Tax Tip Tuesday: Eight Things to Consider When Choosing a Tax Professional

Feb 20, 2024

By Ashlee Ogrzewalla, CFP®, CDFA®, Vice President and Manager of Financial Planning & Marketing
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Preparing and filing tax returns can be time-consuming and difficult for many people. On top of an already complex tax code, keeping up with various annual adjustments—such as earnings thresholds, deductions, etc.—and understanding and evaluating the potential impact of tax changes can be confusing. These challenges may have you thinking about partnering with a tax professional. And if you’re a business owner, your situation may be even more complex.

Working with a tax professional may offer various benefits, including saving time and preventing mistakes. A professional can also help evaluate long-term tax planning strategies and even support you in the unfortunate event of an audit.

If you’re contemplating working with a tax professional, it’s essential to consider these eight factors:

  1. Hire the Right Tax Professional – Common designations for tax professionals include certified public accountant (CPA) and enrolled agent (EA). CPA licenses are state-regulated, and EAs are regulated by the Internal Revenue Service (IRS). Anyone who prepares tax returns for compensation must obtain a preparer tax identification number (PTIN) from the IRS. To learn more about various tax preparer credentials and/or to search for a tax preparer in your area, the IRS provides several helpful resources:
  2. Evaluate and Understand Fees – Tax professionals typically charge fees based on the complexity of your returns, including schedules and additional forms required to complete the return. Costs may include flat fees, a percentage of your refund, hourly fees or a combination. A clear understanding of the potential fees up front is essential when starting this relationship.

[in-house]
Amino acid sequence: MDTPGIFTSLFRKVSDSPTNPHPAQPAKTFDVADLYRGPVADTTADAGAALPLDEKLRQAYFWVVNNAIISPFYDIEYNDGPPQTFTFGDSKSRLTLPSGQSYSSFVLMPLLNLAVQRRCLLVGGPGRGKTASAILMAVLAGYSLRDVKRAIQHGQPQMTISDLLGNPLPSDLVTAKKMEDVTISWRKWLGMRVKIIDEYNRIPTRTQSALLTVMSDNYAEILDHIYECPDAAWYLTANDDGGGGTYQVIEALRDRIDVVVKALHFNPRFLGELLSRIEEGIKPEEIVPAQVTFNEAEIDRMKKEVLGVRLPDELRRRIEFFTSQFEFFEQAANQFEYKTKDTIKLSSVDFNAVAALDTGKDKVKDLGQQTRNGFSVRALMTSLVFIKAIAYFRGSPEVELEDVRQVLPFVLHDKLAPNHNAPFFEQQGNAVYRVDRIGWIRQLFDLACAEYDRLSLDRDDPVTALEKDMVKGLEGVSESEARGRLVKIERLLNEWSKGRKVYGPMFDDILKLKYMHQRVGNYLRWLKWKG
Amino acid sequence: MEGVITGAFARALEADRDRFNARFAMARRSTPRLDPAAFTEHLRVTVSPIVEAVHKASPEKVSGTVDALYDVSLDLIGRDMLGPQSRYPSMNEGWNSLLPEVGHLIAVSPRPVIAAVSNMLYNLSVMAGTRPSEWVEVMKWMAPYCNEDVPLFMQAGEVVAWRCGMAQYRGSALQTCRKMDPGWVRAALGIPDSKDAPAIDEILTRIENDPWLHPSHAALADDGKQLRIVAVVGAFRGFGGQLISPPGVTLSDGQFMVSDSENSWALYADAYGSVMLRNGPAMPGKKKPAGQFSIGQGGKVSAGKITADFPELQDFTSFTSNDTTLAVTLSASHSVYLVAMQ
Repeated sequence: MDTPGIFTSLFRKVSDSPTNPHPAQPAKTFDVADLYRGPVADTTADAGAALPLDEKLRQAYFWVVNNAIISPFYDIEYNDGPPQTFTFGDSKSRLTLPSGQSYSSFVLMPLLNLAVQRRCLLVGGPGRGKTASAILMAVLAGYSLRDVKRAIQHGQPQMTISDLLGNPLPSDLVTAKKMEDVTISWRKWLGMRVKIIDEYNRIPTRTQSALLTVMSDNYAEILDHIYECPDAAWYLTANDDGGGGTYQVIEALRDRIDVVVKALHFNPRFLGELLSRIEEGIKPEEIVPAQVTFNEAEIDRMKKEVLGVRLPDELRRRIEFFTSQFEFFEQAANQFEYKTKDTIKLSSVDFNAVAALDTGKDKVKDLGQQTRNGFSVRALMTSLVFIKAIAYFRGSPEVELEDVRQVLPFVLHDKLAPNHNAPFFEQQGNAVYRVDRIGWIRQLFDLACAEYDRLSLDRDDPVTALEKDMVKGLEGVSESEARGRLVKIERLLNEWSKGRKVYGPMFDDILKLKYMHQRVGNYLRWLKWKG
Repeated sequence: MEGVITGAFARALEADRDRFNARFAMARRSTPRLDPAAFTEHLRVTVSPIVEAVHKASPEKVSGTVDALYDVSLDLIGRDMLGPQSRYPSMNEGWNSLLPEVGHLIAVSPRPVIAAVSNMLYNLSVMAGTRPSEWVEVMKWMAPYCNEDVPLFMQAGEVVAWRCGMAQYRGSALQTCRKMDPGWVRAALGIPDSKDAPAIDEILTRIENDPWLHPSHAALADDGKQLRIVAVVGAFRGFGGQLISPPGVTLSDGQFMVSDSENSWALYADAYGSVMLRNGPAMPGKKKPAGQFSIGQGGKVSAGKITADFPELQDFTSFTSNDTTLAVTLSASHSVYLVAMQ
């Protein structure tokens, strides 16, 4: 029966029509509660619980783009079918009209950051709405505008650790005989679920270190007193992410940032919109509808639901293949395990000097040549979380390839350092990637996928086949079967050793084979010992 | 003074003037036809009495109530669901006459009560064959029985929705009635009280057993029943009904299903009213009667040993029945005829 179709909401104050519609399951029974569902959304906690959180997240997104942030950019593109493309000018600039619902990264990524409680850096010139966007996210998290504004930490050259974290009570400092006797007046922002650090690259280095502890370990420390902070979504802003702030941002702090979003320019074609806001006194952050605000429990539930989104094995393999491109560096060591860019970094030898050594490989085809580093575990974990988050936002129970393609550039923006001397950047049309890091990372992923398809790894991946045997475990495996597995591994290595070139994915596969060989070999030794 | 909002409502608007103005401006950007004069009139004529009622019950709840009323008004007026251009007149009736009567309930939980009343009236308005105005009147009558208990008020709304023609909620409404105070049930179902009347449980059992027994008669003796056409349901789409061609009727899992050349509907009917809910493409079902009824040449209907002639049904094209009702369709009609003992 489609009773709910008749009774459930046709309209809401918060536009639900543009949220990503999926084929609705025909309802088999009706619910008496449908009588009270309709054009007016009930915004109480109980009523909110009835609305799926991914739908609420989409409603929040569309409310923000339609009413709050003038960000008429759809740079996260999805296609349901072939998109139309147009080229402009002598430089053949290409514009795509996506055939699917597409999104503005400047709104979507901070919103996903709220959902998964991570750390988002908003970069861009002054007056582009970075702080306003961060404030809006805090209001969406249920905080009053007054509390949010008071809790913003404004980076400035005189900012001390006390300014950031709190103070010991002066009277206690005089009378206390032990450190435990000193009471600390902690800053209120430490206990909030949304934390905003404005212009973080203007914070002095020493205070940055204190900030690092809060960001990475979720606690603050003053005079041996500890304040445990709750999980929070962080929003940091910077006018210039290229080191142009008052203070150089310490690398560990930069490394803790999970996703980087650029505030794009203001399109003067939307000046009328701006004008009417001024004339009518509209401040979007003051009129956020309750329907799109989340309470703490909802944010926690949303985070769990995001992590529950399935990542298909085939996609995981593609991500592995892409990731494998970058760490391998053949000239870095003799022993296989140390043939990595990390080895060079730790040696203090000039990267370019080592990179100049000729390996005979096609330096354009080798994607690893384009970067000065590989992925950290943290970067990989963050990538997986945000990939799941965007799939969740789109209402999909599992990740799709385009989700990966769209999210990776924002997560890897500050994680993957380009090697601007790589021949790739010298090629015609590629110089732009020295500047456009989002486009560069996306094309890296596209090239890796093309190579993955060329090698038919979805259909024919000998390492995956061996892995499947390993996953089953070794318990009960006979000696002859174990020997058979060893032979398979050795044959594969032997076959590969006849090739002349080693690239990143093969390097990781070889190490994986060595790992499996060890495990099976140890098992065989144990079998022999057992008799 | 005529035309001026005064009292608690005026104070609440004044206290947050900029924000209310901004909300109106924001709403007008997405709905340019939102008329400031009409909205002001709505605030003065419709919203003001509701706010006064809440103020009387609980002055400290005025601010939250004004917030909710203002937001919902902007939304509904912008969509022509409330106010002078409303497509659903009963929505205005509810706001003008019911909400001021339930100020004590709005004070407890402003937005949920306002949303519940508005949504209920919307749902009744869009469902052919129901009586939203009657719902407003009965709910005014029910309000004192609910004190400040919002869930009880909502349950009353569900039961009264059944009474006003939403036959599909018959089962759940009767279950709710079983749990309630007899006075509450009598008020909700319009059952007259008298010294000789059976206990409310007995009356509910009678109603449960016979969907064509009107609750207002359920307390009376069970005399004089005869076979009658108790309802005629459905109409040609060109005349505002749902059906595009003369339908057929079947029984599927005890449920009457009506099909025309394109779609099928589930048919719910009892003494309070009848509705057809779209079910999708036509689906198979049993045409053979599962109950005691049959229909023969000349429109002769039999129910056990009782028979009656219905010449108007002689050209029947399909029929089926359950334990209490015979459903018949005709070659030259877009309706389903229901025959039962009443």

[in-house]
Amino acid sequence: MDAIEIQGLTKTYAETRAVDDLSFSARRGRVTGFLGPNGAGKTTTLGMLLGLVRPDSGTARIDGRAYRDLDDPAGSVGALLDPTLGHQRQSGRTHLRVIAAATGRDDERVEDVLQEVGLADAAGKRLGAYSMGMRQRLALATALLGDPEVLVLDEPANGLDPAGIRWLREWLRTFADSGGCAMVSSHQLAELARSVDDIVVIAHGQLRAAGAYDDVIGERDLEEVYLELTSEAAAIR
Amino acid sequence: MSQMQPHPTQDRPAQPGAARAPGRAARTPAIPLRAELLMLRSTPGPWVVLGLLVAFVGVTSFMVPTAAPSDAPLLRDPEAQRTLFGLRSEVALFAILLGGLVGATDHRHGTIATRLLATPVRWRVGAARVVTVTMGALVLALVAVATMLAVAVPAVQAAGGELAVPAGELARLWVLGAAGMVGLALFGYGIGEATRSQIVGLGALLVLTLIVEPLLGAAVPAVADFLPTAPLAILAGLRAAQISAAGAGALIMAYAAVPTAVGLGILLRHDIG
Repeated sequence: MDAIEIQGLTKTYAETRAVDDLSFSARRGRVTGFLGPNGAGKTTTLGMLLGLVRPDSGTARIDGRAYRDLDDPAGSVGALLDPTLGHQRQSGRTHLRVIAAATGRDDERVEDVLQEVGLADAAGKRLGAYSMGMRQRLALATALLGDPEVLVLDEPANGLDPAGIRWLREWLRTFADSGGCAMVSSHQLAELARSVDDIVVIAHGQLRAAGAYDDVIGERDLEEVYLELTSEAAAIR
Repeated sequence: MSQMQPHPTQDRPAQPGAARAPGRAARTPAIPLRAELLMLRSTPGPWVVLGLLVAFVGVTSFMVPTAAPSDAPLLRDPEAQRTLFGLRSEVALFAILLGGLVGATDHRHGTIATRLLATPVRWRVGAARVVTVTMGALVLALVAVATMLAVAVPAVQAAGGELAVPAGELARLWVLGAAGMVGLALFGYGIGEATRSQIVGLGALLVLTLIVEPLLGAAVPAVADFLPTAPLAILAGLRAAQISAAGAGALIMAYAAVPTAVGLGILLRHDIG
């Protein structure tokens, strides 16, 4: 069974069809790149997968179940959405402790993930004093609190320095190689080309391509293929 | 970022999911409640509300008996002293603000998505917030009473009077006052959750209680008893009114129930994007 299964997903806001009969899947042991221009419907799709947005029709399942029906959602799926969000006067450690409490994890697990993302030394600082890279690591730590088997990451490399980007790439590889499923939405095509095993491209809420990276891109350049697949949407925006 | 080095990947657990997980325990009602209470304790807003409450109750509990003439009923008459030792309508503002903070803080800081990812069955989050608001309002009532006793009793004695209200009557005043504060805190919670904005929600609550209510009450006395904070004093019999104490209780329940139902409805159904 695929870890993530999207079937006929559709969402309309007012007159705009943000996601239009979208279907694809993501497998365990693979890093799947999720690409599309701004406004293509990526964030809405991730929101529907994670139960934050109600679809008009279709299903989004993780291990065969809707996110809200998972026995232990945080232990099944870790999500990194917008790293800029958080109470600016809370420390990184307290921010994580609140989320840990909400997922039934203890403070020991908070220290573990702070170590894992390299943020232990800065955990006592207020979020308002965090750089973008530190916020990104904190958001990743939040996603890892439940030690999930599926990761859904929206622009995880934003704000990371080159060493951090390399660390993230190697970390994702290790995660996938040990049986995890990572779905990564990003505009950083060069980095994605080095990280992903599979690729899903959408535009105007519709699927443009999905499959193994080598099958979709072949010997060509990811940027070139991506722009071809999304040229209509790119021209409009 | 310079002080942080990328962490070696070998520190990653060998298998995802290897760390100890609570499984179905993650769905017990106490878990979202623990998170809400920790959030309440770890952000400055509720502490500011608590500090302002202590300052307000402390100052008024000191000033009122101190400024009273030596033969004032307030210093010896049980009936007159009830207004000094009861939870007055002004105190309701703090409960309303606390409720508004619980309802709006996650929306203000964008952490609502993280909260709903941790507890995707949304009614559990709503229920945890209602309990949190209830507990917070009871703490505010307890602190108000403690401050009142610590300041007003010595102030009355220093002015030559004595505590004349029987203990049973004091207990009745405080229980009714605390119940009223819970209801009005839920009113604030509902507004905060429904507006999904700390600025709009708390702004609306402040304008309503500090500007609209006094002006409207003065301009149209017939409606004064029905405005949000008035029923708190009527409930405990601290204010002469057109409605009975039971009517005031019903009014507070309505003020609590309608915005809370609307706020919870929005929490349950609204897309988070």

3. Communication Protocol – What is the expectation for communication with your tax preparer? Will you be working directly with the preparer, or will you be speaking to another employee? If another employee, is it a first-year associate or a seasoned practitioner? Choosing a tax preparer who can communicate honestly and transparently and set clear expectations from the start is essential. Ensure you ask these questions to know what you will get as a client paying for a service. Any tax preparer should be available, accessible and responsive. Just like any other relationship—clear communication is important. Ask your practitioner to lay out what to expect.
  4. Audit Support – Ask the preparer if they will support you during an audit and, if so, what additional costs may be involved.
  5. Open for New Clients – Do they have time to dedicate to you and your situation? Can they meet your filing expectations (if any)? Some tax preparers file closer to the deadline regardless of how soon you get them your documents. Other tax professionals may suggest extending your return filing date (sometimes, your situation may require you to extend filing). Either way, it’s essential to be on the same page.
  6. Sharing Documents  Discuss and understand the process used to share documents and review draft tax returns. Many tax professionals use an online document system to upload and share information securely. It’s also important to ask how they plan to protect you from identity theft.
  7. Documents and Records Needed – Ask about what records and documents you’ll need to get together. You may already know the usual forms (W-2, 1099, etc.). Still, other records may be needed, depending on your situation. For example, business receipts, evidence of charitable contributions, property taxes paid and account statements are a few standard additional documents needed for those who choose to itemize instead of taking the standard deduction.
  8. Responsibility of Return – Even when using a tax preparer, you’re still ultimately responsible for the return and filing on time.

Each tax professional has strengths and weaknesses. Evaluate the qualities essential to you, your spouse or your business so you can make an informed decision. Proactively asking a few questions can help ensure you maximize the relationship and get the best advice possible.


IMPORTANT DISCLOSURES: The information provided is based on internal and external sources that are considered reliable; however, the accuracy of this information is not guaranteed. This piece is intended to provide accurate information regarding the subject matter discussed. It is made available with the understanding that Benjamin F. Edwards is not engaged in rendering legal, accounting or tax preparation services; therefore, it is important to consult with your legal and tax professionals for additional guidance tailored to your specific situation.